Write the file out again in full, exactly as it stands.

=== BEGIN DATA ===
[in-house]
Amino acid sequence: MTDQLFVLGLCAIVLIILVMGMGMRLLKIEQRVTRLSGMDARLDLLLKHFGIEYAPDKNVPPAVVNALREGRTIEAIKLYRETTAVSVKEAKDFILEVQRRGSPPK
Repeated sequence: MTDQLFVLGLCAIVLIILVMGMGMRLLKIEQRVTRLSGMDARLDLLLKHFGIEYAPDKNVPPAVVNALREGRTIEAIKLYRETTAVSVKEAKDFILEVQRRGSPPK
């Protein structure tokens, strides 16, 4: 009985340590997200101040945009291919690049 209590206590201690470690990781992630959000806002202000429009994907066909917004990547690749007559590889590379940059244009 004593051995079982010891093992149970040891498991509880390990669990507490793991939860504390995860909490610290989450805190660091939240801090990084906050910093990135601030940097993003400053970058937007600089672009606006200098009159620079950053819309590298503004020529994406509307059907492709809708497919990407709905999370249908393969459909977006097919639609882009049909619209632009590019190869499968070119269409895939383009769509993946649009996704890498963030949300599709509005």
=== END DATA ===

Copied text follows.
[in-house]
Amino acid sequence: MTDQLFVLGLCAIVLIILVMGMGMRLLKIEQRVTRLSGMDARLDLLLKHFGIEYAPDKNVPPAVVNALREGRTIEAIKLYRETTAVSVKEAKDFILEVQRRGSPPK
Repeated sequence: MTDQLFVLGLCAIVLIILVMGMGMRLLKIEQRVTRLSGMDARLDLLLKHFGIEYAPDKNVPPAVVNALREGRTIEAIKLYRETTAVSVKEAKDFILEVQRRGSPPK
């Protein structure tokens, strides 16, 4: 009985340590997200101040945009291919690049 209590206590201690470690990781992630959000806002202000429009994907066909917004990547690749007559590889590379940059244009 004593051995079982010891093992149970040891498991509880390990669990507490793991939860504390995860909490610290989450805190660091939240801090990084906050910093990135601030940097993003400053970058937007600089672009606006200098009159620079950053819309590298503004020529994406509307059907492709809708497919990407709905999370249908393969459909977006097919639609882009049909619209632009590019190869499968070119269409895939383009769509993946649009996704890498963030949300599709509005």